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"Important Experiment. Daguerreotype of the Sun"
Daguerreian Journal, August 15, 1851

One of the most interesting and valuable experiments was performed in Cambridge on the 28th ult., at the time of the eclipse of the sun. W.C. Bond, Director of the Cambridge Observatory, R.T. Paine and Mr. Tuttle, Assistants, Mr. S.C. Walker, of the Coast Survey, and J.A. Whipple, Daguerreotypist of Boston, were present at the Observatory. While the other gentlemen were engaged with different instruments, Mr. Whipple was prepared with a number of Daguerreotype plates to secure, if possible, the appearance of the sun at different times, as it was more or less obscured from view. We take the liberty of making a few extracts from a letter to us, written by Mr. Whipple.

"I have just been engaged in a very interesting experiment—taking Daguerreotypes of the sun. Although, at first thought, it appears so easy, yet, upon trial, I found it a very difficult matter to accomplish to my own, as well as to the satisfaction of others. One great difficulty was the excess of light which was in some way to be disposed of. In order to meet this difficulty, my first plan was to reduce the aperture; I found, however, that this could not be caused to the desired extent, and produce good results, on account of interference and inflection of the light destroying the definition of the image. When the aperture was large enough not to produce sensible inflection, the quickest possible motion of the hand was too long, although I did not use the most sensitive coating for the plate."

Mr. W. next resorted to mechanical means, but found even the same trouble, only in less degree—the impressions were little more marked; still the slide that passed over the opening of the lens caused a blur on one side; the opposite side was much better defined—thus, showing, conclusively, that this plan would not produce the desired result. The most flattering results were obtained by reducing the aperture as small as possible, and at the same time allowing a free and distinct image on the ground glass, also using the least sensitive coating. By these means, the Daguerreotypes taken answered Prof. Bond's purpose for measurement, &c.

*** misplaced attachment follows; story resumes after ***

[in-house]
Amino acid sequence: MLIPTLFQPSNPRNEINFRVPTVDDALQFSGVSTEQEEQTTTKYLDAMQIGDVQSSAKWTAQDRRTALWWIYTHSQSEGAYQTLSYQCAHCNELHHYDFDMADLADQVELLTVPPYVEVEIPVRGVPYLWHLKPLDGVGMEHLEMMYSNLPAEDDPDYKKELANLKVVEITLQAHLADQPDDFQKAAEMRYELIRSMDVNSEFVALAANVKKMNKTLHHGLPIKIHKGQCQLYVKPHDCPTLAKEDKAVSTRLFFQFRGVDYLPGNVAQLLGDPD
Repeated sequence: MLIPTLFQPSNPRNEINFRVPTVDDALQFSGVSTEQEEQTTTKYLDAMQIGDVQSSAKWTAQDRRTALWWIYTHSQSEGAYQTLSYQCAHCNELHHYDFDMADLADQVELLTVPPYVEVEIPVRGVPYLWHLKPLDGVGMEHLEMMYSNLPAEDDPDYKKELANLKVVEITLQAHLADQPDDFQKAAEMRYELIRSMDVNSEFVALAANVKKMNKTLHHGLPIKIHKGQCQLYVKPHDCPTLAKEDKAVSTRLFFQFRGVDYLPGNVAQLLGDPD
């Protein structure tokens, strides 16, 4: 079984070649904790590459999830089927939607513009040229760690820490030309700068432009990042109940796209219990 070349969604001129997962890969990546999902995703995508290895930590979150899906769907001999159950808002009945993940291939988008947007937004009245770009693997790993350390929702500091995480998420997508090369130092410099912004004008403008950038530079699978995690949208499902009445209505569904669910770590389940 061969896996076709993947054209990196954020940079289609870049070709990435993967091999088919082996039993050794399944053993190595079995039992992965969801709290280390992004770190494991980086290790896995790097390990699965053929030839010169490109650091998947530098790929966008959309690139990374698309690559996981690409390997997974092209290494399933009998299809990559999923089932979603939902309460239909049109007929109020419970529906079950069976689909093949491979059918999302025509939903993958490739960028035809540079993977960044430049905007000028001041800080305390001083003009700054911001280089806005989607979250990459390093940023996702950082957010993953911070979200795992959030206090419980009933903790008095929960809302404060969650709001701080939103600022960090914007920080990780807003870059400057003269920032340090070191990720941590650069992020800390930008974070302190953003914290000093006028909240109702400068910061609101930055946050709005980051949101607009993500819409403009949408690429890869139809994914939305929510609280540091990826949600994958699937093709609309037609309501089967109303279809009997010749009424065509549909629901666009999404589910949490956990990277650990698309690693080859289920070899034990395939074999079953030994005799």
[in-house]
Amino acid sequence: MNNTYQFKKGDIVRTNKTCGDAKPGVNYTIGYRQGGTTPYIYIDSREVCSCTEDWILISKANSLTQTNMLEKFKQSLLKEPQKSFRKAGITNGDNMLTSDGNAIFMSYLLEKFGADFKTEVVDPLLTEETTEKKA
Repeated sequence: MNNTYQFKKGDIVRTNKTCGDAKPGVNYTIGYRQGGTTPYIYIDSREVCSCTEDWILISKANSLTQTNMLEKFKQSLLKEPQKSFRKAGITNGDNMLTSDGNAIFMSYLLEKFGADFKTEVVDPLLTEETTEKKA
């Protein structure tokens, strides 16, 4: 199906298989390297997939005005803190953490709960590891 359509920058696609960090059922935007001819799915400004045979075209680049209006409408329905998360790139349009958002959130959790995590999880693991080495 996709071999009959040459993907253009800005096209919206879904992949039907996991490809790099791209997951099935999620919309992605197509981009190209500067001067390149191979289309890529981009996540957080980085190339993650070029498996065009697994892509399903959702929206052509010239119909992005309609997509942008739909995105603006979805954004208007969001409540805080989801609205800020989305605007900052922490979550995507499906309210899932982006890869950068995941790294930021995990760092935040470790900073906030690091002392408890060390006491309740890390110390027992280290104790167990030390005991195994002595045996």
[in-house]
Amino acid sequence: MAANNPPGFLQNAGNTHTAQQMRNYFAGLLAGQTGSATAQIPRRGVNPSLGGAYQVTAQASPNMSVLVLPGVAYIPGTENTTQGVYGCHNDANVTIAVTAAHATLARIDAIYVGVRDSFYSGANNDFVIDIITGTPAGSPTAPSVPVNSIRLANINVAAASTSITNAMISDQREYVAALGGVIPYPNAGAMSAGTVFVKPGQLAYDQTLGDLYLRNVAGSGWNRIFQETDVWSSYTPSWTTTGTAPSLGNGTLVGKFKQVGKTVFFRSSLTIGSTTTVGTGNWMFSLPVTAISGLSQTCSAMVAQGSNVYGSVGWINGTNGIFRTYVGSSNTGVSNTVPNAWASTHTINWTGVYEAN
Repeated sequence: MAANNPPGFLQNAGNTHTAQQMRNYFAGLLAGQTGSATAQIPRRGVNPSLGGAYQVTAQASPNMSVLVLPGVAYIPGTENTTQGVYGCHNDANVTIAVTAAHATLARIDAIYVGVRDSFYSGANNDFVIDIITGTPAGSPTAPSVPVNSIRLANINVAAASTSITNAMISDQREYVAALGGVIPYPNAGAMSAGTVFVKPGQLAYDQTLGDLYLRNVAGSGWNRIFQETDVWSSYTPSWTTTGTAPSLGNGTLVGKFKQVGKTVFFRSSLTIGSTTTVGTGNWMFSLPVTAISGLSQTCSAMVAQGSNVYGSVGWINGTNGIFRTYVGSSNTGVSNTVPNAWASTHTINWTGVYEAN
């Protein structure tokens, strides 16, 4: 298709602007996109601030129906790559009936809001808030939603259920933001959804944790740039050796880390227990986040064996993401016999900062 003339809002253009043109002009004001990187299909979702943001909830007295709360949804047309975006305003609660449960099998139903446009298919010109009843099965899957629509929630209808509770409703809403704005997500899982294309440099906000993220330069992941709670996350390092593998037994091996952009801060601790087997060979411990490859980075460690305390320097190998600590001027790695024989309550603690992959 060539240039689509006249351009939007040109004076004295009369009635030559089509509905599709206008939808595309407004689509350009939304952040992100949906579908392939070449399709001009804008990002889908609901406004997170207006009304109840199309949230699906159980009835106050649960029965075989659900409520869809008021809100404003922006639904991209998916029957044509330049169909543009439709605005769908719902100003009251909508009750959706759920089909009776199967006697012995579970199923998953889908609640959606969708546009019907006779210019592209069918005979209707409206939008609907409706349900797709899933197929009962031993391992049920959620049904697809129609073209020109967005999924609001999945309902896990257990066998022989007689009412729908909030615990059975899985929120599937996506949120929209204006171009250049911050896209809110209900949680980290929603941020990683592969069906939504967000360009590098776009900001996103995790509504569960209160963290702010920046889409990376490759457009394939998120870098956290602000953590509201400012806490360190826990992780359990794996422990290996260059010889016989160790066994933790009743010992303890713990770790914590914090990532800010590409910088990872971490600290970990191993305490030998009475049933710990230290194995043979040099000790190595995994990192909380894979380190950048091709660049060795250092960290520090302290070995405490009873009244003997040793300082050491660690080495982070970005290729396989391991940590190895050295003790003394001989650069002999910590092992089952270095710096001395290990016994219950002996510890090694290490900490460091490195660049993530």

The instrument used for producing these images was an object lens three inches in diameter; focal length, three feet four inches; eye piece, four inches; combined focal length, nine feet, giving an image of the sun, about four inches in diameter.

Mr. W. says—"We made ten impressions at different times, from its first appearance to the time of its greatest obscuration. It is to be regretted that gathering of clouds prevented any further attempts."

By knowing the exact instant of time these Daguerreotypes were taken there, and close measurement, important results can be arrived at with certainty. In speaking of the appearance on the ground glass, Mr. W. says—"The sun's image on the ground glass was most beautiful; its round disk floating majestically in the air, with a slight tremulous motion occasioned by the different strata of air, as he holds his onward course—a slight indentation on one edge—it increases, gradually assuming a circular form with rounded edges—(the elevation and depressions on the moon's surface,) still increasing, until nearly one-third of the surface had disappeared. Alas! like things of earth, much to our disappointment, clouds prohibit further observation."


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